Nature's gift of green fluorescent protein (GFP) from the jellyfish, Aequorea victoria, has always been important to me, personally and professionally. In fact, PharmGirl, MD, and I would have never met if not for this wonder macromolecule nor then would PharmKid exist.
Well, it appears that GFP has been of enough important to others that the three scientists central to its discovery and development were just awarded the 2008 Nobel Prize in Chemistry:
Osamu Shimomura (Woods Hole and Boston University) first isolated GFP from the jellyfish Aequorea victoria, which drifts with the currents off the west coast of North America. He discovered that this protein glowed bright green under ultraviolet light.
Martin Chalfie (Columbia University) demonstrated the value of GFP as a luminous genetic tag for various biological phenomena. In one of his first experiments, he coloured six individual cells in the transparent roundworm Caenorhabditis elegans with the aid of GFP.
Roger Y. Tsien (University of California, San Diego) contributed to our general understanding of how GFP fluoresces. He also extended the colour palette beyond green allowing researchers to give various proteins and cells different colours. This enables scientists to follow several different biological processes at the same time.
My early morning gut reaction is that chemists will argue vigorously that this is a biological discovery that has fueled biology (albeit, biochemical) research. This will not be the first time that anyone will argue there should be a separate Nobel Prize in Biology.
However, the intrinsic fluorescence of GFP is truly a chemical marvel of nature. Tsien in particular has meticulously dissected the chemistry of the molecule and used genetic methods to change the chemistry of protein to yield different colors, allowing biochemists to tag multiple regulators of cellular processes to investigate the interplay of multiple pathways.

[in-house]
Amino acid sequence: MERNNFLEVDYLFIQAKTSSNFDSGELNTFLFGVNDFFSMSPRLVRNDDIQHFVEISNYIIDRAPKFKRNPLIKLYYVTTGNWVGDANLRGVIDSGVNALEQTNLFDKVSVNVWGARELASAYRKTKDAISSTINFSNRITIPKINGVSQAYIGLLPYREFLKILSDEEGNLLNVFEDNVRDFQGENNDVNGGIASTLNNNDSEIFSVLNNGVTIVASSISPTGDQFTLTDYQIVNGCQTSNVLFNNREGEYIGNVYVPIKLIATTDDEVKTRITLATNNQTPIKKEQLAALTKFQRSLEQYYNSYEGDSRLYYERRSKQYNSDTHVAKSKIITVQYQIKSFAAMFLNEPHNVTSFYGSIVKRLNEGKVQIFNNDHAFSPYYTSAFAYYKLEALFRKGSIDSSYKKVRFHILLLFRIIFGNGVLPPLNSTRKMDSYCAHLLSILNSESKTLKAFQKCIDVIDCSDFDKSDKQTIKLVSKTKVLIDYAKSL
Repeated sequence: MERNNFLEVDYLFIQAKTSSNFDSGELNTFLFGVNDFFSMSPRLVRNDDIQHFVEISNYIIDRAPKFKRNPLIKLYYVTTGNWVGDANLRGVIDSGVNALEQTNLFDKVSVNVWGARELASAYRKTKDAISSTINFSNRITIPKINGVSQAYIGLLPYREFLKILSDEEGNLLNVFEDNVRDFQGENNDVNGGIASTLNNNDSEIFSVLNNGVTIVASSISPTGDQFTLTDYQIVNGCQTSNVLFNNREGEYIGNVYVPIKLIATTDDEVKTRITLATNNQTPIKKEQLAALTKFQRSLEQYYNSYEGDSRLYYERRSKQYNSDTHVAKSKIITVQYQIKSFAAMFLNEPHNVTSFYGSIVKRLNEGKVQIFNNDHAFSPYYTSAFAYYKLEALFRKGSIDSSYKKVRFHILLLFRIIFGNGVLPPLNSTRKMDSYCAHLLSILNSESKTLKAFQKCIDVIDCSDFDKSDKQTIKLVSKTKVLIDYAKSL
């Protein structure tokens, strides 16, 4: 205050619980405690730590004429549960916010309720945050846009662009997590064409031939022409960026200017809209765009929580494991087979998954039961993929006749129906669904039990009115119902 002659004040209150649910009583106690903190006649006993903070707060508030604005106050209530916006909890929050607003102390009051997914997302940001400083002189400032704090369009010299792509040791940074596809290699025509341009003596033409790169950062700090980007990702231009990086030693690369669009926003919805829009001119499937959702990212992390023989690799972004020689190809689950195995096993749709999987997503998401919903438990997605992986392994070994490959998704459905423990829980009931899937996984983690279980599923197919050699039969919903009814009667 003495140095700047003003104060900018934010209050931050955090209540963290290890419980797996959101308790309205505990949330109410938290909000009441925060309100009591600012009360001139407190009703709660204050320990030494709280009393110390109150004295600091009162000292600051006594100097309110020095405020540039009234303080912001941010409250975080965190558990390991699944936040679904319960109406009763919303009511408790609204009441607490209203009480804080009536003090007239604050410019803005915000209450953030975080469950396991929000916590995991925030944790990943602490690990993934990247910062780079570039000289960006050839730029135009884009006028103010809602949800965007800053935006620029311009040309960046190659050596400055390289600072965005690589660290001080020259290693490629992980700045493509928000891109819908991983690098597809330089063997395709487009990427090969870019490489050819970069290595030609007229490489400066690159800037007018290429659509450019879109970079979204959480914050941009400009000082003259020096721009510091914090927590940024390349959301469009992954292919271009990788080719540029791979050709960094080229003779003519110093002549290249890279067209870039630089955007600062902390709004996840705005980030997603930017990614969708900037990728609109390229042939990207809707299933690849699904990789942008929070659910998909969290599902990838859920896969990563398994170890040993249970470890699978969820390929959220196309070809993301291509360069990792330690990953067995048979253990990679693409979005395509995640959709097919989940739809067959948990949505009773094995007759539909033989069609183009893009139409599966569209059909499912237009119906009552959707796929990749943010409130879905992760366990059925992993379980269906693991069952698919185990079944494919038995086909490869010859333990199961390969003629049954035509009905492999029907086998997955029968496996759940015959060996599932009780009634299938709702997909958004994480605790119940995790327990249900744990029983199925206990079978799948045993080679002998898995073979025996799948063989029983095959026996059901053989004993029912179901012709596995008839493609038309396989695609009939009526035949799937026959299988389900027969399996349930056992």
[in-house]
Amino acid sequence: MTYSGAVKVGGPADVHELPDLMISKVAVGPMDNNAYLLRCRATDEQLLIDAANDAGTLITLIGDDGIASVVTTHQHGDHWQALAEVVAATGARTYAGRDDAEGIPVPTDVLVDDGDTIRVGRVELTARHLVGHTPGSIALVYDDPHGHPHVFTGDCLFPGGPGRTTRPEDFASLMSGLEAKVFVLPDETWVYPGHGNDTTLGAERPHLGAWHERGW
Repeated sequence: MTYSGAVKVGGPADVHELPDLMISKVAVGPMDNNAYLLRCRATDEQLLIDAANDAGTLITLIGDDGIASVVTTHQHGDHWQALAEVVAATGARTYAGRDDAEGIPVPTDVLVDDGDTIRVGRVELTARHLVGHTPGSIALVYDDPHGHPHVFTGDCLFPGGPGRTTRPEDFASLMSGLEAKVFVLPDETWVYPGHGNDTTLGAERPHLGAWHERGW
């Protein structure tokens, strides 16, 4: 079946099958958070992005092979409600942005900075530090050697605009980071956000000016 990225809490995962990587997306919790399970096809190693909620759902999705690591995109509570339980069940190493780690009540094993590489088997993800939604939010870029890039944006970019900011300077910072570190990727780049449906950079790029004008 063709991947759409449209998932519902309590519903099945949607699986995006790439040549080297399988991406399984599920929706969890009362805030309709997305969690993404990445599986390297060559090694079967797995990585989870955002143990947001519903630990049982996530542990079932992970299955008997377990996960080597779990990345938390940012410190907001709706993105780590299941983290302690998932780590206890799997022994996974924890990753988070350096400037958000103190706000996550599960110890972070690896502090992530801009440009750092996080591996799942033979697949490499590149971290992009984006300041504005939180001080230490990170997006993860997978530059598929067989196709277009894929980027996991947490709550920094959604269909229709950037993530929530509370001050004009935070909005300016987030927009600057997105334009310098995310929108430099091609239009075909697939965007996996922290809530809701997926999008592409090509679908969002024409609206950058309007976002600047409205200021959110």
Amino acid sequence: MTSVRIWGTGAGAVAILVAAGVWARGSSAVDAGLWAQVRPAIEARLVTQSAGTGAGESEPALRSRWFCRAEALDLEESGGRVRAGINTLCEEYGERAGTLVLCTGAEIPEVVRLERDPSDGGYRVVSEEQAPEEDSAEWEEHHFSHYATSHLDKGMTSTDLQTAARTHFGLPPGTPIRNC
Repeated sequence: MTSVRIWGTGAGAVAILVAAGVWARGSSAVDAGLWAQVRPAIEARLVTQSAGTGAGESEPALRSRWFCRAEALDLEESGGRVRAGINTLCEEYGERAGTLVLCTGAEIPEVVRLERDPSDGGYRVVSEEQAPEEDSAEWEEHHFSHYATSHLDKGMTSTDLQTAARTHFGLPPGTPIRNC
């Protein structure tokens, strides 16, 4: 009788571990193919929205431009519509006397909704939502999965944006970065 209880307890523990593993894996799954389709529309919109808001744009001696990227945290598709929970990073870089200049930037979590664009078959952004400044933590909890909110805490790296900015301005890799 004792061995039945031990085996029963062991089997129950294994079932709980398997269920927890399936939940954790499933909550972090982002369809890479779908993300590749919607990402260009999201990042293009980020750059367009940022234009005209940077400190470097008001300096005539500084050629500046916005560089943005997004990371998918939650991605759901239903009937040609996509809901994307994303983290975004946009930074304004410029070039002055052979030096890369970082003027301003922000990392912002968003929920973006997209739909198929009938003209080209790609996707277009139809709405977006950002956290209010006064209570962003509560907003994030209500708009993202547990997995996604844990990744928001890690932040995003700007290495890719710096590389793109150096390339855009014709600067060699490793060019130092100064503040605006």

Second, is that many may argue that GFP is a new biochemical tool that overlooks many other contributions to chemistry over the past decades. In point of fact, however, Japanese Nobelist Shimomura has been working on marine fluorescent proteins since 1955. The application of GFP to biochemical research may be relatively recent, but the groundwork for its chemical basis was laid decades ago before a great many of us were born.
Finally, the recognizing the significance of the GFP discovery and application is solid evidence for the need for funding agencies to support a broad range of chemical and biological research. At a time when politicians decry seemingly (to them) esoteric research projects and funding agencies are intoxicated by "translational research," this award reminds us that even basic biochemical investigations of terrestrial and marine life forms can lead to crucial advances in the understanding of human disease. The relevance and value of such discoveries may not be apparent until years later but it is clear that understanding why mollusks and jellyfish glow has paid innumerable dividends.
Taken together with firefly luciferase, I am hardpressed to identify a biochemical laboratory that does not routinely employ one of more of these classes of macromolecules in their daily investigations.
I'm sure that SpongeBob and Patrick are quite pleased today as well.